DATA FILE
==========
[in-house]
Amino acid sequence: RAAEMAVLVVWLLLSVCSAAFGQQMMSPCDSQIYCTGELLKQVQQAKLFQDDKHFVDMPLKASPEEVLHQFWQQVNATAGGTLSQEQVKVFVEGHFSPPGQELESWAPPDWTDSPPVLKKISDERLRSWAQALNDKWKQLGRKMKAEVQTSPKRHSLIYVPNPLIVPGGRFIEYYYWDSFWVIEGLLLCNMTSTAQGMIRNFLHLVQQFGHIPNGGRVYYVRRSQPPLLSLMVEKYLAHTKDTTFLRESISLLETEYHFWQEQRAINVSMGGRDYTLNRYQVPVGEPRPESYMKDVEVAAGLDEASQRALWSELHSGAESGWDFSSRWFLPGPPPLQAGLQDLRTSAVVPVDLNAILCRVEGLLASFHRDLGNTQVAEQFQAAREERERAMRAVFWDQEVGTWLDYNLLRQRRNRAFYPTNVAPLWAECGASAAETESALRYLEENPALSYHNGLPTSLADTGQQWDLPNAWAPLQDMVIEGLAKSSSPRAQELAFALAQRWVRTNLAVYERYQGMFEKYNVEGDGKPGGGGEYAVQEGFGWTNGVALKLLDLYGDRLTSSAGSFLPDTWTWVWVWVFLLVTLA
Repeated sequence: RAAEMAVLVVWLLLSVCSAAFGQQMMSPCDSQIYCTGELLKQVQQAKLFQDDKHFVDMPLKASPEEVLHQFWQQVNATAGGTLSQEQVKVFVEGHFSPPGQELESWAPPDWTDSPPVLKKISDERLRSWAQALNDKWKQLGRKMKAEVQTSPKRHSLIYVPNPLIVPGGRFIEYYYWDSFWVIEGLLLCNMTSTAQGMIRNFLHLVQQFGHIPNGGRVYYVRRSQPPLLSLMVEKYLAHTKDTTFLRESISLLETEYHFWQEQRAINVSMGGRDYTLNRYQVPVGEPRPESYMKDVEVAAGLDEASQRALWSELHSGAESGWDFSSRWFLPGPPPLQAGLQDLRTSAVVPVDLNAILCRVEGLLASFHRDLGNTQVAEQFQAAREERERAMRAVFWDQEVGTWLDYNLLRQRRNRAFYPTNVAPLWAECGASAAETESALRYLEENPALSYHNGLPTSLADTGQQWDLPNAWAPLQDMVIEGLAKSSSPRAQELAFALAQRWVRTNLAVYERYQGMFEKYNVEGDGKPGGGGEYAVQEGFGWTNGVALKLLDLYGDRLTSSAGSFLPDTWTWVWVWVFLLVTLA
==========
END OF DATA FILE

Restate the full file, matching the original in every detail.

[in-house]
Amino acid sequence: RAAEMAVLVVWLLLSVCSAAFGQQMMSPCDSQIYCTGELLKQVQQAKLFQDDKHFVDMPLKASPEEVLHQFWQQVNATAGGTLSQEQVKVFVEGHFSPPGQELESWAPPDWTDSPPVLKKISDERLRSWAQALNDKWKQLGRKMKAEVQTSPKRHSLIYVPNPLIVPGGRFIEYYYWDSFWVIEGLLLCNMTSTAQGMIRNFLHLVQQFGHIPNGGRVYYVRRSQPPLLSLMVEKYLAHTKDTTFLRESISLLETEYHFWQEQRAINVSMGGRDYTLNRYQVPVGEPRPESYMKDVEVAAGLDEASQRALWSELHSGAESGWDFSSRWFLPGPPPLQAGLQDLRTSAVVPVDLNAILCRVEGLLASFHRDLGNTQVAEQFQAAREERERAMRAVFWDQEVGTWLDYNLLRQRRNRAFYPTNVAPLWAECGASAAETESALRYLEENPALSYHNGLPTSLADTGQQWDLPNAWAPLQDMVIEGLAKSSSPRAQELAFALAQRWVRTNLAVYERYQGMFEKYNVEGDGKPGGGGEYAVQEGFGWTNGVALKLLDLYGDRLTSSAGSFLPDTWTWVWVWVFLLVTLA
Repeated sequence: RAAEMAVLVVWLLLSVCSAAFGQQMMSPCDSQIYCTGELLKQVQQAKLFQDDKHFVDMPLKASPEEVLHQFWQQVNATAGGTLSQEQVKVFVEGHFSPPGQELESWAPPDWTDSPPVLKKISDERLRSWAQALNDKWKQLGRKMKAEVQTSPKRHSLIYVPNPLIVPGGRFIEYYYWDSFWVIEGLLLCNMTSTAQGMIRNFLHLVQQFGHIPNGGRVYYVRRSQPPLLSLMVEKYLAHTKDTTFLRESISLLETEYHFWQEQRAINVSMGGRDYTLNRYQVPVGEPRPESYMKDVEVAAGLDEASQRALWSELHSGAESGWDFSSRWFLPGPPPLQAGLQDLRTSAVVPVDLNAILCRVEGLLASFHRDLGNTQVAEQFQAAREERERAMRAVFWDQEVGTWLDYNLLRQRRNRAFYPTNVAPLWAECGASAAETESALRYLEENPALSYHNGLPTSLADTGQQWDLPNAWAPLQDMVIEGLAKSSSPRAQELAFALAQRWVRTNLAVYERYQGMFEKYNVEGDGKPGGGGEYAVQEGFGWTNGVALKLLDLYGDRLTSSAGSFLPDTWTWVWVWVFLLVTLA